The diaphragm 15 is undercut as shown in FIGURE 1 to provide an annular, web-like portion 23. Preferably, the diaphragm is made from metal. The top of the groove or undercut in the diaphragm is inclined inwardly and upwardly toward the axis of the housing 22 in order to achieve approximately constant stress distribution in the web, thereby realizing maximum strength for a desired value of compliance. This construction localizes the central piston portion 14 of the diaphragm and enables the web 23 to serve as a compliant link between the central piston portion 14 of the diaphragm and the remainder of the diaphragm structure. The configuration of the undercut is important in order to provide a diaphragm having desired operating characteristics and sufficient strength to provide for operation of the transducer assembly at very great depths in water, for example, below 1,000 feet. The structure of the compliant web portion 23 is made adequate to withstand the maximum hydrostatic pressure to which the transducer is subjected. At the same time the compliance of the web is sufficiently high that the vibration of the piston portion 14 for its desired frequency of operation is effectively uncoupled from the outer portion of the diaphragm assembly and housing structure. Preferably, the web or compliant member 23 is capable of withstanding hydrostatic pressures in excess of 1,000 p.s.i.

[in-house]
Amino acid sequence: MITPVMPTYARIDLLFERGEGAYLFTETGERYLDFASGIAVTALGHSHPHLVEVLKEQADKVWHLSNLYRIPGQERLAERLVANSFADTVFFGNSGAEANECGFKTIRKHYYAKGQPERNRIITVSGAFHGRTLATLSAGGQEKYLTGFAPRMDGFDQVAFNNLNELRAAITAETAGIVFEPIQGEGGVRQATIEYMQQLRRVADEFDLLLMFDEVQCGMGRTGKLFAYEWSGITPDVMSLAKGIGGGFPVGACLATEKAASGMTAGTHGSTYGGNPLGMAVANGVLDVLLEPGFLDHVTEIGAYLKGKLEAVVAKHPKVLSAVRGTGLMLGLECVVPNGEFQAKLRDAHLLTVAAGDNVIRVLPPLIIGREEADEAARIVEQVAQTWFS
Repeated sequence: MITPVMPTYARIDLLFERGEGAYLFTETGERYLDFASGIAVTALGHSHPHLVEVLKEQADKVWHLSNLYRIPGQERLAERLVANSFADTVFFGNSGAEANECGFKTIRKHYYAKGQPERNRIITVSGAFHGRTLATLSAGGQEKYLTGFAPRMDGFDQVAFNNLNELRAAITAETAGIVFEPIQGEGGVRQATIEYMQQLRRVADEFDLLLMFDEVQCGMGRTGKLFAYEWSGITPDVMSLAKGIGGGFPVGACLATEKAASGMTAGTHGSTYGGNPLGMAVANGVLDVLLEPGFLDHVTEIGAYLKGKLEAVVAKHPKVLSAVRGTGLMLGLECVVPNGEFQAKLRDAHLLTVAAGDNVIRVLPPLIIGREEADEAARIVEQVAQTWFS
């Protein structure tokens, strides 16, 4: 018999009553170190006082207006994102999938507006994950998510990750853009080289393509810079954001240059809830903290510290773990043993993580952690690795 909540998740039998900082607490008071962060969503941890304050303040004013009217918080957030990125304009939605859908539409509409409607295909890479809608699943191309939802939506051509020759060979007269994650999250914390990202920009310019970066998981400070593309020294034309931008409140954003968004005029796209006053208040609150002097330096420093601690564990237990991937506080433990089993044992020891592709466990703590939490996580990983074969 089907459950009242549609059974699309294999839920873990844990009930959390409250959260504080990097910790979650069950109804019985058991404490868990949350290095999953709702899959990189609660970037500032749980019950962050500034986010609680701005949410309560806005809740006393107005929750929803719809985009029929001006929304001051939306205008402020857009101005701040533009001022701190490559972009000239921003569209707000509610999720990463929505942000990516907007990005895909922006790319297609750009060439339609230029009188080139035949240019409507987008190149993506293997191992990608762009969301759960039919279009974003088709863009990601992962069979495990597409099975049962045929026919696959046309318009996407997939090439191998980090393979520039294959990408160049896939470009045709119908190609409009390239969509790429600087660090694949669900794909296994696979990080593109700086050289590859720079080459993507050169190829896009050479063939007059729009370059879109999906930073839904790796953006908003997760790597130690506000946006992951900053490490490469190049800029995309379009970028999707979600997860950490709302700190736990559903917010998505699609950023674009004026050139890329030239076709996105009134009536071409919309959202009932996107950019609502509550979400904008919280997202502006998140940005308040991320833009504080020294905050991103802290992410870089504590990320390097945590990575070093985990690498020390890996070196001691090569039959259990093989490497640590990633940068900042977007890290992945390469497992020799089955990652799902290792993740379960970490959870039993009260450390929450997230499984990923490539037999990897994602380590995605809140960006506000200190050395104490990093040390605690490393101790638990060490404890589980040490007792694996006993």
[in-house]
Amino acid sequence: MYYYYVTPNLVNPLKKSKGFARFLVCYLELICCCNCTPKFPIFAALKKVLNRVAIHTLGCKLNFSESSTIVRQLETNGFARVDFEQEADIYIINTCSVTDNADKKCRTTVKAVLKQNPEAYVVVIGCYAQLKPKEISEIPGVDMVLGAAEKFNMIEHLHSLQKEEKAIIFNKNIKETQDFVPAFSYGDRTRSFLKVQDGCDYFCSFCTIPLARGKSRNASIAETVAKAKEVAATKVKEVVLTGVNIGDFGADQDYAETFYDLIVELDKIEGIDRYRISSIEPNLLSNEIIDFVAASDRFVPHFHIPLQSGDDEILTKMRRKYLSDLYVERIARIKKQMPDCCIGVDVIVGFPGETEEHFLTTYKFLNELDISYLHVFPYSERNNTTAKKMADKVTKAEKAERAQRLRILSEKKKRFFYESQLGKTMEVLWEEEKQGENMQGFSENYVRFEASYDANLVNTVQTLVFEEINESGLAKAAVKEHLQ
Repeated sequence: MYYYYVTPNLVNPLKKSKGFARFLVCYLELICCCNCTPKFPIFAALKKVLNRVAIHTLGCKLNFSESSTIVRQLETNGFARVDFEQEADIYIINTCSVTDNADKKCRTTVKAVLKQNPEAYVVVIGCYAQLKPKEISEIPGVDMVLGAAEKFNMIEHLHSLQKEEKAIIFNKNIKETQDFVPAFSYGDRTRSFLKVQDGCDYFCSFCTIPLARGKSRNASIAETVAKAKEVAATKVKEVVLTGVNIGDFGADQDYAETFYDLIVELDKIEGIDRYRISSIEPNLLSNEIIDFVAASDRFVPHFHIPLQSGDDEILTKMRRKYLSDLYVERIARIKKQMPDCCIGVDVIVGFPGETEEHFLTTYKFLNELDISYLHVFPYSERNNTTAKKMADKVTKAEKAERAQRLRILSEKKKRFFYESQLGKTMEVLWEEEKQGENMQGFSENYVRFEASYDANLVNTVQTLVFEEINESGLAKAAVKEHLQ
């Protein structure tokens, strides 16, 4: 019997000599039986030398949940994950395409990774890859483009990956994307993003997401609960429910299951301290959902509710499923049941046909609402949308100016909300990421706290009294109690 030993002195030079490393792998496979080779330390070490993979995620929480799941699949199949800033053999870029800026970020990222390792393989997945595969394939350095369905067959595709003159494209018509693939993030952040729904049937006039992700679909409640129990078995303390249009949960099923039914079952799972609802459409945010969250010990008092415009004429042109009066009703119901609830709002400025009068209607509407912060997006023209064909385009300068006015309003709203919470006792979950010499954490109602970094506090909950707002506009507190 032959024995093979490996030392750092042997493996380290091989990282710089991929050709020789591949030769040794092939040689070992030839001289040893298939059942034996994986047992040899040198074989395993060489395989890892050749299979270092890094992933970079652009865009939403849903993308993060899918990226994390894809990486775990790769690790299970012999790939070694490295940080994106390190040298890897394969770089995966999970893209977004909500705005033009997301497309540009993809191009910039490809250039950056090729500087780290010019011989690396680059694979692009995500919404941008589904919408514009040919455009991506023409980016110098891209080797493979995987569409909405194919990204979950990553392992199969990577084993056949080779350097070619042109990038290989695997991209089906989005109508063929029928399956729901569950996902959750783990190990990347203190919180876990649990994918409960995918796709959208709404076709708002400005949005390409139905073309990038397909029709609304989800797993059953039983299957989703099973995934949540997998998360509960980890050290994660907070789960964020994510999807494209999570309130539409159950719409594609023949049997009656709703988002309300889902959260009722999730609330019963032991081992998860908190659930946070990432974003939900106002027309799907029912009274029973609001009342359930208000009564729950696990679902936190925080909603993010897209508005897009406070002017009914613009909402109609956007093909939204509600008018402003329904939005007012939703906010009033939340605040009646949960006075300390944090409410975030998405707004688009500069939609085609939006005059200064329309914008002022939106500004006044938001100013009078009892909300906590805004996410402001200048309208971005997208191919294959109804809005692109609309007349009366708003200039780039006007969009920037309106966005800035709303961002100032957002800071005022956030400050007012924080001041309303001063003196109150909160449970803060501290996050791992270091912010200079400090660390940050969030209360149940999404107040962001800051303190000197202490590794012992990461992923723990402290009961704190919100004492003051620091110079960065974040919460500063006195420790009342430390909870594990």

As an alternate construction, housing 22 and diaphragm 15 may be formed from a solid metallic plate member in which the web portion 23 is machined out from the solid plate member. By this arrangement, there will be no need for either the O-ring seal 21 or the screws 24.
A relatively lightweight, thin wall dust cover 26 which may be of flexible plastic is provided to enclose the internal transducer assembly as illustrated in the drawing. The dust cover may have an interference fit so that it tightly fits over the periphery of the center piston portion 14 of the diaphragm.